The elimination rate of finasteride is somewhat decreased in the elderly. As subjects advance in age, half-life is prolonged from a mean half-life of approximately six hours in men aged 18 to 60 years to eight hours in men aged over 70 years of age. This finding appears to be of no clinical significance and hence a reduction in dosage is not warranted.
In patients with chronic renal impairment, with creatinine clearances ranging from 9 to 55 mL/minute, area under the curve (AUC), maximum plasma concentrations, half-life and protein binding of unchanged finasteride after a single dose of 14 C-finasteride were similar to values obtained in healthy volunteers. Urinary excretion of metabolites was decreased in patients with renal impairment. This decrease was associated with an increase in faecal excretion of metabolites. Plasma concentrations of metabolites were significantly higher in patients with renal impairment (based on a 60% increase in total radioactivity AUC). However, finasteride has been well tolerated in BPH patients with normal renal function receiving up to 80 mg/day for 12 weeks where exposure of these patients to metabolites would presumably be much greater. Therefore it is not necessary to adjust dosage in patients with renal insufficiency who are not dialysed, as the therapeutic window of finasteride is adequate and as a correlation between creatinine clearance and accumulation could not be demonstrated.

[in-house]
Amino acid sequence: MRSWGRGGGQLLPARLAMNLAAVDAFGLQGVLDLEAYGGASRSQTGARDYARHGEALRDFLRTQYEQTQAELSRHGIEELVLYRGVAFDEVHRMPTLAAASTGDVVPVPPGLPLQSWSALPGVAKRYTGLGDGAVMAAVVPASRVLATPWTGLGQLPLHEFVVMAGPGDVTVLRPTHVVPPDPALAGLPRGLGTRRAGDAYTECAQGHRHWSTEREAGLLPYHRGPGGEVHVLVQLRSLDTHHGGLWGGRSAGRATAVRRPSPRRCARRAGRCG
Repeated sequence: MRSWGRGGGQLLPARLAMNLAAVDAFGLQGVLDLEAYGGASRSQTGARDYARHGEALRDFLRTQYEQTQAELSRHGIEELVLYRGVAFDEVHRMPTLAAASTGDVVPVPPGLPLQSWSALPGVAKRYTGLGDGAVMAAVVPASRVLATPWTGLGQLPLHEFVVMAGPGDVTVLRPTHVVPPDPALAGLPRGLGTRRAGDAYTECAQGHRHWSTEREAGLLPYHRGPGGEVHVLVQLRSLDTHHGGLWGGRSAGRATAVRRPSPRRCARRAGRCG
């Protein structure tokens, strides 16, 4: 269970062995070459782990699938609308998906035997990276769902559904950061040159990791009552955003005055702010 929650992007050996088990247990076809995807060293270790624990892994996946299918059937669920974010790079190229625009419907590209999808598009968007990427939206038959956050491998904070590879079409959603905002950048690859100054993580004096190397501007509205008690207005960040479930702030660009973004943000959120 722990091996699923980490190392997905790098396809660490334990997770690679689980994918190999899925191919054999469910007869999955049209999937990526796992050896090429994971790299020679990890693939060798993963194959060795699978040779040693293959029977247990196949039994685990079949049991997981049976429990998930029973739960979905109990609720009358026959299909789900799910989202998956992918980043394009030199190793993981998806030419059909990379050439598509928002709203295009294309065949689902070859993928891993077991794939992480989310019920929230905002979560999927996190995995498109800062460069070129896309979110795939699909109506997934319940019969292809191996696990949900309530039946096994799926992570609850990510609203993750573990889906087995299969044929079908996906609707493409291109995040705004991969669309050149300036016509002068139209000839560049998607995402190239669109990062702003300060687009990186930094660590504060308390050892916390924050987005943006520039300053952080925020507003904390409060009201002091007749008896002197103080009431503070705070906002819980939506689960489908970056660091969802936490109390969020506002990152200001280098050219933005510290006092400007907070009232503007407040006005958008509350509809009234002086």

The effect of race on finasteride pharmacokinetics has not been studied.

Hepatic impairment.

The effect of hepatic insufficiency on finasteride pharmacokinetics has not been studied.

5.3 Preclinical Safety Data


No evidence of mutagenicity was observed in an in vitro bacterial mutagenesis assay, a mammalian cell mutagenesis assay, or in an in vitro alkaline elution assay. In an in vitro chromosome aberration assay, when Chinese hamster ovary cells were treated with high concentrations (450 to 550 micromol) of finasteride, there was a slight increase in chromosome aberrations.
These concentrations correspond to 4,000 to 5,000 times the peak plasma levels in humans given a total dose of 5 mg. Further, the concentrations (450 to 550 micromol) used in the in vitro studies are not achievable in a biological system. In an in vivo chromosome aberration assay in mice, no treatment related increases in chromosome aberration were observed with finasteride at the maximum tolerated dose (250 mg/kg/day).


In a 24 month carcinogenicity study in rats there was an increase in the incidence of thyroid follicular adenomas in male rats receiving finasteride 160 mg/kg/day (statistically significant trend test). This dose produced a systemic exposure in rats 111 times that observed in humans at the recommended dose (based on AUC (0 to 24 hours) values). The effect of finasteride on the thyroid in rats appears to be due to an increased rate of thyroxine clearance and not a direct effect of the drug. These observations seen in the rat are thought not relevant to humans.